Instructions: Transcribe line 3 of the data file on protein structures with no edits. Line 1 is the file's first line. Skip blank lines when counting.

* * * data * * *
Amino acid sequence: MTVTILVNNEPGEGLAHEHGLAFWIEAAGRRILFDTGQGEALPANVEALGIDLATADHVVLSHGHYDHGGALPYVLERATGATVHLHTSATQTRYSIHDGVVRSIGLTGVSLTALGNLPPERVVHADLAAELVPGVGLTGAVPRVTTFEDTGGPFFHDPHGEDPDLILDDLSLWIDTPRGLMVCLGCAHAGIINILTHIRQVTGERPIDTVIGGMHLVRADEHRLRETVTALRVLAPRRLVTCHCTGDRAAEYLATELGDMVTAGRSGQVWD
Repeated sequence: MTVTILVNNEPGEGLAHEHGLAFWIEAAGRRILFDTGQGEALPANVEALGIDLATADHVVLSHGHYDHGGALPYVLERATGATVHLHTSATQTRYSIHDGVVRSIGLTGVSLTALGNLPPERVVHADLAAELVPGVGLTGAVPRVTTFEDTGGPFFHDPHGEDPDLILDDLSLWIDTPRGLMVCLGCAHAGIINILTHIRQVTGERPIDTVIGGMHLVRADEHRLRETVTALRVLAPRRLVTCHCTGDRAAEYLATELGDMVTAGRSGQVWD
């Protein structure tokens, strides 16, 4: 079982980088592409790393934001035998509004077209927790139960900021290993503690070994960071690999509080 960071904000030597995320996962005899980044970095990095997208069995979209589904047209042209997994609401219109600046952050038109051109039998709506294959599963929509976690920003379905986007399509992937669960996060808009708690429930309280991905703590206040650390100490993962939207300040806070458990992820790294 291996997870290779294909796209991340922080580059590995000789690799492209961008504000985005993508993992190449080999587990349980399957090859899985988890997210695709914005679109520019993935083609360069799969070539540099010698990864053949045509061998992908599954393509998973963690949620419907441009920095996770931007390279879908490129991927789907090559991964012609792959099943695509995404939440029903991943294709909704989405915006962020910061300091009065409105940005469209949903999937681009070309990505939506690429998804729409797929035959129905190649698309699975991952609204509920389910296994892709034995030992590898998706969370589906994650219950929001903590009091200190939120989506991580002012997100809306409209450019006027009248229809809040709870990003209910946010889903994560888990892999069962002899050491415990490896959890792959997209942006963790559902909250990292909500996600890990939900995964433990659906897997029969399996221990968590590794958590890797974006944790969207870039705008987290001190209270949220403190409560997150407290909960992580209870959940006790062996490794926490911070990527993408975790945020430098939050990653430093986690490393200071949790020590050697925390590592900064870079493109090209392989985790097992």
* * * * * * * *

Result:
């Protein structure tokens, strides 16, 4: 079982980088592409790393934001035998509004077209927790139960900021290993503690070994960071690999509080 960071904000030597995320996962005899980044970095990095997208069995979209589904047209042209997994609401219109600046952050038109051109039998709506294959599963929509976690920003379905986007399509992937669960996060808009708690429930309280991905703590206040650390100490993962939207300040806070458990992820790294 291996997870290779294909796209991340922080580059590995000789690799492209961008504000985005993508993992190449080999587990349980399957090859899985988890997210695709914005679109520019993935083609360069799969070539540099010698990864053949045509061998992908599954393509998973963690949620419907441009920095996770931007390279879908490129991927789907090559991964012609792959099943695509995404939440029903991943294709909704989405915006962020910061300091009065409105940005469209949903999937681009070309990505939506690429998804729409797929035959129905190649698309699975991952609204509920389910296994892709034995030992590898998706969370589906994650219950929001903590009091200190939120989506991580002012997100809306409209450019006027009248229809809040709870990003209910946010889903994560888990892999069962002899050491415990490896959890792959997209942006963790559902909250990292909500996600890990939900995964433990659906897997029969399996221990968590590794958590890797974006944790969207870039705008987290001190209270949220403190409560997150407290909960992580209870959940006790062996490794926490911070990527993408975790945020430098939050990653430093986690490393200071949790020590050697925390590592900064870079493109090209392989985790097992």